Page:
Trouble in Tennessee
For Jen, with five years’ worth of gratitude. Thank you for everything you’ve taught me, for laughing at my jokes, for helping me find the right home for this story and for your uncanny ability to always pick the perfect restaurant.
“Please?” The word was simple and dignified. As if it hadn’t been preceded by twenty minutes of cajoling.
Even though they were on the phone, Treble James could picture the earnest expression in her half sister’s big blue eyes. “Charity, you know I’ll make time to visit after the baby is born, but—”
“How would I know that? You’ve been back home to Joyous all of, let me think, once in the past decade.”
Maybe that was because Joyous, Tennessee, had never quite lived up to its name for Treble. Stifling, Tennessee. That would have been appropriate.
“I was there for your wedding,” Treble pointed out, keeping a wary eye on the digital clock atop her bedroom nightstand. “You don’t think I’d make the trip for you again?”
“Then make it now,” her sister begged. It was unlike Charity to request favors, particularly those that inconvenienced other people. “I’m scared. The books say placenta previa isn’t all that uncommon, and my OB says mine isn’t a severe case and that panicking is no good for me or the baby…but I’m a first-time mommy. Having my big sister here would make me feel better. Besides, being on bed rest is driving me nuts! Come tell me dirty jokes or something, keep me from killing my poor husband.”
Charity doing harm to any living creature was laughable, but to Bill Sumner? They’d been smitten with each other since high school, as evidenced by their marrying shortly after Charity’s graduation. It blew Treble’s mind that her sister, at twenty-two, was expecting a child and had already been married four years. She hadn’t even been old enough to drink champagne at her own wedding! Treble had taken it upon herself to imbibe enough for both of them.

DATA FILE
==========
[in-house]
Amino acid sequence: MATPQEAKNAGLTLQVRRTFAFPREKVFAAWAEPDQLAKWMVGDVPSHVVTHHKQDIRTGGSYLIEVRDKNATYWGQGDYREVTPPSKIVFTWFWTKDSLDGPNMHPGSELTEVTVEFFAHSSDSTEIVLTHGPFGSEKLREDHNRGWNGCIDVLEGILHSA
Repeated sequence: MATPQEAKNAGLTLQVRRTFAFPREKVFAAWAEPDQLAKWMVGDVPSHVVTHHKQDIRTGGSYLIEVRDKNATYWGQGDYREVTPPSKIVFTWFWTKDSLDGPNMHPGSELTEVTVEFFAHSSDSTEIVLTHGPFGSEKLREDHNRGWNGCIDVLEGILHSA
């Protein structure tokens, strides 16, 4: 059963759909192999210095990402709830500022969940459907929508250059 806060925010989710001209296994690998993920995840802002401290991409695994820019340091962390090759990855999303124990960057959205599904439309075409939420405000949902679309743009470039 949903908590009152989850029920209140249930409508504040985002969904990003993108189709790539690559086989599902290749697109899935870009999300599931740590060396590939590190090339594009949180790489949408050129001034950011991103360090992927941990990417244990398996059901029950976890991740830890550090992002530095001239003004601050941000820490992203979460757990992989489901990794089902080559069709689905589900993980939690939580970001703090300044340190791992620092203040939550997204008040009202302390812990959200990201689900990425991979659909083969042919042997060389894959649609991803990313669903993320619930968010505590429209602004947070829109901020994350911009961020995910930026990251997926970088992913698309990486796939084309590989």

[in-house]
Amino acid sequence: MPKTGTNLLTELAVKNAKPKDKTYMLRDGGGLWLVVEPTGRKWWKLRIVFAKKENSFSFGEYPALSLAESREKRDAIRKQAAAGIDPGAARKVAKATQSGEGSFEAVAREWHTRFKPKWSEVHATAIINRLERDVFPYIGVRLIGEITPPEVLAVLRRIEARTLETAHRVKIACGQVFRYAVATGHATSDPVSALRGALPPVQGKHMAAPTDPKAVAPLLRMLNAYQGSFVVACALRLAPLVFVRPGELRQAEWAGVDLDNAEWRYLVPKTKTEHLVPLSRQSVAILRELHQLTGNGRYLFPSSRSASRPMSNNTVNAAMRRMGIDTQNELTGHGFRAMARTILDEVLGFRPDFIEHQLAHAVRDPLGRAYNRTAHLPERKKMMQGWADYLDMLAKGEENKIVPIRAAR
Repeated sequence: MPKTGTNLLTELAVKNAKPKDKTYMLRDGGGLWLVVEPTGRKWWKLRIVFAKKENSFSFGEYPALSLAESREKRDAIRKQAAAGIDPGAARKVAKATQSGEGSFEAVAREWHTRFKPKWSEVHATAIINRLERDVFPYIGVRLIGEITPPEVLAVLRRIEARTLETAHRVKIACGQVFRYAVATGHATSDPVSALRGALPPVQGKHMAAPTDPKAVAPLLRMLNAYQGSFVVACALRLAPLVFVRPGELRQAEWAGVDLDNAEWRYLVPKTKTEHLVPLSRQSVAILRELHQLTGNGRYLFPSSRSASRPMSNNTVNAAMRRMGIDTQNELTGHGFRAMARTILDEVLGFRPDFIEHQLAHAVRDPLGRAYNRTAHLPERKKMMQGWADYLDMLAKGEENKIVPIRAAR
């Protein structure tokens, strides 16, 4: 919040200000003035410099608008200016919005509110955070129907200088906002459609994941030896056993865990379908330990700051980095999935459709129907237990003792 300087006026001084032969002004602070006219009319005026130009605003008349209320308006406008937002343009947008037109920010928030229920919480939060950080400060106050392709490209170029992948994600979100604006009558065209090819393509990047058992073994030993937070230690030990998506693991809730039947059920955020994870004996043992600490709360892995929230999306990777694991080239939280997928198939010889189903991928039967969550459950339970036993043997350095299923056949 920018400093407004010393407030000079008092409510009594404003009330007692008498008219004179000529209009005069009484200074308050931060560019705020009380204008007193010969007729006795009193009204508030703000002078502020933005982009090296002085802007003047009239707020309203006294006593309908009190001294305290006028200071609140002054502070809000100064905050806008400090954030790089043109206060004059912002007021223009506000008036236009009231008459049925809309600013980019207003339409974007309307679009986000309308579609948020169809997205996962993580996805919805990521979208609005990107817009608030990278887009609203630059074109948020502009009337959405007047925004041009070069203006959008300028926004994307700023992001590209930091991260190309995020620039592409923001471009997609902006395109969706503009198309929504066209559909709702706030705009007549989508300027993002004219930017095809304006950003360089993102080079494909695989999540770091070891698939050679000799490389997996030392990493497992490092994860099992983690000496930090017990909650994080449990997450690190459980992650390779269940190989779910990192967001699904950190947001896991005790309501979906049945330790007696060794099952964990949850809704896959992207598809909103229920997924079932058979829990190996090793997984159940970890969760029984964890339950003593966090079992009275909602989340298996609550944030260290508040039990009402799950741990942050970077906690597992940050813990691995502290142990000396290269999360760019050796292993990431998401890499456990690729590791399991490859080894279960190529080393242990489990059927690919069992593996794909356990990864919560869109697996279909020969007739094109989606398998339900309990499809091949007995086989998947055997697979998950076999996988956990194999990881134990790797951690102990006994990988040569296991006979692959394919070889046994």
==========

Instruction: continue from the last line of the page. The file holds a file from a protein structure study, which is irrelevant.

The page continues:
It had been the best way to cope with being in Joyous two weeks after a bad breakup with the boyfriend who was supposed to have been her date. Twenty-nine-year-old Treble’s relationship record—in contrast to Bill and Charity’s seven years together—was about six months.
“Charity, I don’t want to cut you off, but I need to leave for work, so—”
“You know what being pregnant makes you think about? Motherhood. I’m about to have my own little girl, and I wish Mom…Even though you’ve never been pregnant, you’re my closest female relative. It would mean the world to me if you were here right now. Mom would have wanted that, her two girls together.”
Treble did a double take, actually staring at the receiver. “I thought you were the good sister. Since when do you use emotional blackmail?”
“Is it working?”
Yes. “I really do have to leave for the station.” Charity’s soft-spoken barb had found its mark, though. Despite Treble’s cynical shell, she retained weak spots for her late mother and younger sister.
“All right.” Charity sighed. “I’m sorry to dump this on you. I know you have a career, a life in Georgia beyond all of us, but I miss you, Treb. And I love you.”
“Love you, too, brat.” The epithet had become a term of endearment over the years, but this evening it seemed particularly applicable. Didn’t her sister know what she was asking? To go to Tennessee early and just wait around for Charity’s due date in July…